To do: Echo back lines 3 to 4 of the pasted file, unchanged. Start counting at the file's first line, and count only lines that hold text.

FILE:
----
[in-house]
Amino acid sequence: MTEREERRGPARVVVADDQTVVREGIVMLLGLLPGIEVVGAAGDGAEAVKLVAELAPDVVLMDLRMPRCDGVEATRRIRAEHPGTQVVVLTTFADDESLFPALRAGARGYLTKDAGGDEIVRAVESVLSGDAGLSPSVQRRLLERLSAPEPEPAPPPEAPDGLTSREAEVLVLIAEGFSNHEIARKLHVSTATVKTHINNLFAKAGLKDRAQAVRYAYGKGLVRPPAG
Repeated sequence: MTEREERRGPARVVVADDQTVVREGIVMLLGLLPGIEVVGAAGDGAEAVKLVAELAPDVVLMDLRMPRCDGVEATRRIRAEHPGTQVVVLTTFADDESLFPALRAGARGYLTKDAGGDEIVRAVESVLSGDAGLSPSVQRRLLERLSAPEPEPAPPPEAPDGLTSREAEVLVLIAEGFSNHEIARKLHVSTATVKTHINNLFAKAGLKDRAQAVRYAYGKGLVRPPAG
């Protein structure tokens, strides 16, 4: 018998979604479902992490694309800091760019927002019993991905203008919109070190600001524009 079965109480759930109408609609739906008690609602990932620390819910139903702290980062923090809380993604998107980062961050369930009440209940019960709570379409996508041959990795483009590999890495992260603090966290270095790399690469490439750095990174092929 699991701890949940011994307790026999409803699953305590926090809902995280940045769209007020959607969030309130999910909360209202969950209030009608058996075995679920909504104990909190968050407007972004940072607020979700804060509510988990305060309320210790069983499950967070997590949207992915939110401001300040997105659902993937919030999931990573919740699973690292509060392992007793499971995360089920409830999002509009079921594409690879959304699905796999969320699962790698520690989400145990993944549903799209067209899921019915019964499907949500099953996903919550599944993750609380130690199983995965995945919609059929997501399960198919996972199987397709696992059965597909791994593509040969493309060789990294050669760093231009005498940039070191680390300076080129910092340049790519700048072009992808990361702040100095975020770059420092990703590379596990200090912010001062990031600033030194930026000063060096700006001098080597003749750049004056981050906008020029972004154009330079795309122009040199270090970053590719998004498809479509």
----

Repeated sequence: MTEREERRGPARVVVADDQTVVREGIVMLLGLLPGIEVVGAAGDGAEAVKLVAELAPDVVLMDLRMPRCDGVEATRRIRAEHPGTQVVVLTTFADDESLFPALRAGARGYLTKDAGGDEIVRAVESVLSGDAGLSPSVQRRLLERLSAPEPEPAPPPEAPDGLTSREAEVLVLIAEGFSNHEIARKLHVSTATVKTHINNLFAKAGLKDRAQAVRYAYGKGLVRPPAG
């Protein structure tokens, strides 16, 4: 018998979604479902992490694309800091760019927002019993991905203008919109070190600001524009 079965109480759930109408609609739906008690609602990932620390819910139903702290980062923090809380993604998107980062961050369930009440209940019960709570379409996508041959990795483009590999890495992260603090966290270095790399690469490439750095990174092929 699991701890949940011994307790026999409803699953305590926090809902995280940045769209007020959607969030309130999910909360209202969950209030009608058996075995679920909504104990909190968050407007972004940072607020979700804060509510988990305060309320210790069983499950967070997590949207992915939110401001300040997105659902993937919030999931990573919740699973690292509060392992007793499971995360089920409830999002509009079921594409690879959304699905796999969320699962790698520690989400145990993944549903799209067209899921019915019964499907949500099953996903919550599944993750609380130690199983995965995945919609059929997501399960198919996972199987397709696992059965597909791994593509040969493309060789990294050669760093231009005498940039070191680390300076080129910092340049790519700048072009992808990361702040100095975020770059420092990703590379596990200090912010001062990031600033030194930026000063060096700006001098080597003749750049004056981050906008020029972004154009330079795309122009040199270090970053590719998004498809479509």